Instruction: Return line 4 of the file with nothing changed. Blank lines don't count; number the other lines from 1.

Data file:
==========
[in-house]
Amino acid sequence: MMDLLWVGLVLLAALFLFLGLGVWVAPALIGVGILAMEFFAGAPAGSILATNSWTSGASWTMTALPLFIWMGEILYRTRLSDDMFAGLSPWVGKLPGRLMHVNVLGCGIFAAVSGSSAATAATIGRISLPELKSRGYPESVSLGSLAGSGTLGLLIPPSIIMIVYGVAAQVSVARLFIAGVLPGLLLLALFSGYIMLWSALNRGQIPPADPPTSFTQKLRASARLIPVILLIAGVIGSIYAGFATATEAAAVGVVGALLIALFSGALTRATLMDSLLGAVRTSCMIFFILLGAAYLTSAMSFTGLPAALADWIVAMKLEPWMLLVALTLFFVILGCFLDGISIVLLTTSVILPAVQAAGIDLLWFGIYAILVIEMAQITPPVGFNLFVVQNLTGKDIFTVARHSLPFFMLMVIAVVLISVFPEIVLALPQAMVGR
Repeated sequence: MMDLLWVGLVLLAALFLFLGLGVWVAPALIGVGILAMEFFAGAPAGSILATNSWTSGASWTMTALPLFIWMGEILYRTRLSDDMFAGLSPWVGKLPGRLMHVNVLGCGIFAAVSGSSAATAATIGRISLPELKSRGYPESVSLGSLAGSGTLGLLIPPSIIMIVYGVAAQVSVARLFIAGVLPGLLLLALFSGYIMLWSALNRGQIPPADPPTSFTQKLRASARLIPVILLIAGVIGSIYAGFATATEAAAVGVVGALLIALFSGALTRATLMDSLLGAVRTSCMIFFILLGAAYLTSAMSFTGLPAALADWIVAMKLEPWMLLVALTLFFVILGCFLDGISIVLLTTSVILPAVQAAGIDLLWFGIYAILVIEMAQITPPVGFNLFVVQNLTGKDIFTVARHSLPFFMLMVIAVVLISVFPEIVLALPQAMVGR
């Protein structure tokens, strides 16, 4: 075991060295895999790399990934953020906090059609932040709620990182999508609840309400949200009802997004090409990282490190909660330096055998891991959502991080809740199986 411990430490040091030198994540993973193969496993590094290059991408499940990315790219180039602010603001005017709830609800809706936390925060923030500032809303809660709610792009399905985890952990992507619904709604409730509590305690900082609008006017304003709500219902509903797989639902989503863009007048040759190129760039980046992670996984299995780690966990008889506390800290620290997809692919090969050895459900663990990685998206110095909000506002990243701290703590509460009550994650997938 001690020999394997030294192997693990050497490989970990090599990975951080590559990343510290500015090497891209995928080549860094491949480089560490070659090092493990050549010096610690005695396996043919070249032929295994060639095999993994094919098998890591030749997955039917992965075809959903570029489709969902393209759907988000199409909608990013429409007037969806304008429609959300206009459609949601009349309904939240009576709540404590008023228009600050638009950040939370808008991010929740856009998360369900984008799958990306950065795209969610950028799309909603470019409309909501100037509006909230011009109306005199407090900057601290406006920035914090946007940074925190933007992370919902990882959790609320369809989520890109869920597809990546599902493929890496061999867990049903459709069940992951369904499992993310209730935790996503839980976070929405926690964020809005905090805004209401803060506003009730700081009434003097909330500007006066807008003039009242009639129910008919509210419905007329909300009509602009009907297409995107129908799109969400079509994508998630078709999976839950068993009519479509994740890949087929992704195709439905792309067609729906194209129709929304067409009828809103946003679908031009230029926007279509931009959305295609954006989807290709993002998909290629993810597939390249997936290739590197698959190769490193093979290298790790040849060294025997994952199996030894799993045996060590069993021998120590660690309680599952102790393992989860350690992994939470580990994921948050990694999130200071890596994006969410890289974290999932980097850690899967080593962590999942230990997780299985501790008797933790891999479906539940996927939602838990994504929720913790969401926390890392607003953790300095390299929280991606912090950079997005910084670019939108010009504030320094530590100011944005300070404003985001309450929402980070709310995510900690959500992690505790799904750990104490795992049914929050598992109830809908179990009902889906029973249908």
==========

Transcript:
């Protein structure tokens, strides 16, 4: 075991060295895999790399990934953020906090059609932040709620990182999508609840309400949200009802997004090409990282490190909660330096055998891991959502991080809740199986 411990430490040091030198994540993973193969496993590094290059991408499940990315790219180039602010603001005017709830609800809706936390925060923030500032809303809660709610792009399905985890952990992507619904709604409730509590305690900082609008006017304003709500219902509903797989639902989503863009007048040759190129760039980046992670996984299995780690966990008889506390800290620290997809692919090969050895459900663990990685998206110095909000506002990243701290703590509460009550994650997938 001690020999394997030294192997693990050497490989970990090599990975951080590559990343510290500015090497891209995928080549860094491949480089560490070659090092493990050549010096610690005695396996043919070249032929295994060639095999993994094919098998890591030749997955039917992965075809959903570029489709969902393209759907988000199409909608990013429409007037969806304008429609959300206009459609949601009349309904939240009576709540404590008023228009600050638009950040939370808008991010929740856009998360369900984008799958990306950065795209969610950028799309909603470019409309909501100037509006909230011009109306005199407090900057601290406006920035914090946007940074925190933007992370919902990882959790609320369809989520890109869920597809990546599902493929890496061999867990049903459709069940992951369904499992993310209730935790996503839980976070929405926690964020809005905090805004209401803060506003009730700081009434003097909330500007006066807008003039009242009639129910008919509210419905007329909300009509602009009907297409995107129908799109969400079509994508998630078709999976839950068993009519479509994740890949087929992704195709439905792309067609729906194209129709929304067409009828809103946003679908031009230029926007279509931009959305295609954006989807290709993002998909290629993810597939390249997936290739590197698959190769490193093979290298790790040849060294025997994952199996030894799993045996060590069993021998120590660690309680599952102790393992989860350690992994939470580990994921948050990694999130200071890596994006969410890289974290999932980097850690899967080593962590999942230990997780299985501790008797933790891999479906539940996927939602838990994504929720913790969401926390890392607003953790300095390299929280991606912090950079997005910084670019939108010009504030320094530590100011944005300070404003985001309450929402980070709310995510900690959500992690505790799904750990104490795992049914929050598992109830809908179990009902889906029973249908």